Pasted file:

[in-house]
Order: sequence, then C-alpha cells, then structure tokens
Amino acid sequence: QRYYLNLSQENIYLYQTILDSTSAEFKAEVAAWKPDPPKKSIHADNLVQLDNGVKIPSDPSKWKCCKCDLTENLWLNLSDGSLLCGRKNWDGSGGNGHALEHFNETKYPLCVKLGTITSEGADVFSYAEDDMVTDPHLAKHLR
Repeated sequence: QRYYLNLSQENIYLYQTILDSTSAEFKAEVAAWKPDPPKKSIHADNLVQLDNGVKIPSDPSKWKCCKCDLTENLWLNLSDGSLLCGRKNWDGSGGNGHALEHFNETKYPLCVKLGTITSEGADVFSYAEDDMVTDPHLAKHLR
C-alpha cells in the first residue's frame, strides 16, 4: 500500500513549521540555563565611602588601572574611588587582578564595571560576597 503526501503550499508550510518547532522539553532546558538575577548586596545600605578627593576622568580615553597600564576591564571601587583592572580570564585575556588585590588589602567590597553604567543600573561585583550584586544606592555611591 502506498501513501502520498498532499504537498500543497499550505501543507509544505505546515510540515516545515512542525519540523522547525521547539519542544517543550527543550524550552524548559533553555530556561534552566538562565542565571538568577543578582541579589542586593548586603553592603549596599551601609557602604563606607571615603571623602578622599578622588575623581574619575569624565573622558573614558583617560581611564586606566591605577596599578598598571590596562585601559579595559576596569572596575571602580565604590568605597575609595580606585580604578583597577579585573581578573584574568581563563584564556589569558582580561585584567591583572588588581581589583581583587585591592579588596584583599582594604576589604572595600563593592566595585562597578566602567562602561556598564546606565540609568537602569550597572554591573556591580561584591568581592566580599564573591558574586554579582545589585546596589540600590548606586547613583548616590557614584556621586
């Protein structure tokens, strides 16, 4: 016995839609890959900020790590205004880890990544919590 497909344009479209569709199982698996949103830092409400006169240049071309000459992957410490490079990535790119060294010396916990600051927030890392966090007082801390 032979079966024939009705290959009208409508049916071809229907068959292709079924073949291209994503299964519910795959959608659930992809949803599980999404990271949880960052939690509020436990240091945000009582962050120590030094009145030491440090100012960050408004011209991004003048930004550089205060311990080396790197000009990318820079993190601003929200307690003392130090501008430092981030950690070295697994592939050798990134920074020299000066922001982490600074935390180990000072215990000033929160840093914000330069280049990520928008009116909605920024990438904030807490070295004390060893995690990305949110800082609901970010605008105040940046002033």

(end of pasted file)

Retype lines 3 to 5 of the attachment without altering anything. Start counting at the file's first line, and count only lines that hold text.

Amino acid sequence: QRYYLNLSQENIYLYQTILDSTSAEFKAEVAAWKPDPPKKSIHADNLVQLDNGVKIPSDPSKWKCCKCDLTENLWLNLSDGSLLCGRKNWDGSGGNGHALEHFNETKYPLCVKLGTITSEGADVFSYAEDDMVTDPHLAKHLR
Repeated sequence: QRYYLNLSQENIYLYQTILDSTSAEFKAEVAAWKPDPPKKSIHADNLVQLDNGVKIPSDPSKWKCCKCDLTENLWLNLSDGSLLCGRKNWDGSGGNGHALEHFNETKYPLCVKLGTITSEGADVFSYAEDDMVTDPHLAKHLR
C-alpha cells in the first residue's frame, strides 16, 4: 500500500513549521540555563565611602588601572574611588587582578564595571560576597 503526501503550499508550510518547532522539553532546558538575577548586596545600605578627593576622568580615553597600564576591564571601587583592572580570564585575556588585590588589602567590597553604567543600573561585583550584586544606592555611591 502506498501513501502520498498532499504537498500543497499550505501543507509544505505546515510540515516545515512542525519540523522547525521547539519542544517543550527543550524550552524548559533553555530556561534552566538562565542565571538568577543578582541579589542586593548586603553592603549596599551601609557602604563606607571615603571623602578622599578622588575623581574619575569624565573622558573614558583617560581611564586606566591605577596599578598598571590596562585601559579595559576596569572596575571602580565604590568605597575609595580606585580604578583597577579585573581578573584574568581563563584564556589569558582580561585584567591583572588588581581589583581583587585591592579588596584583599582594604576589604572595600563593592566595585562597578566602567562602561556598564546606565540609568537602569550597572554591573556591580561584591568581592566580599564573591558574586554579582545589585546596589540600590548606586547613583548616590557614584556621586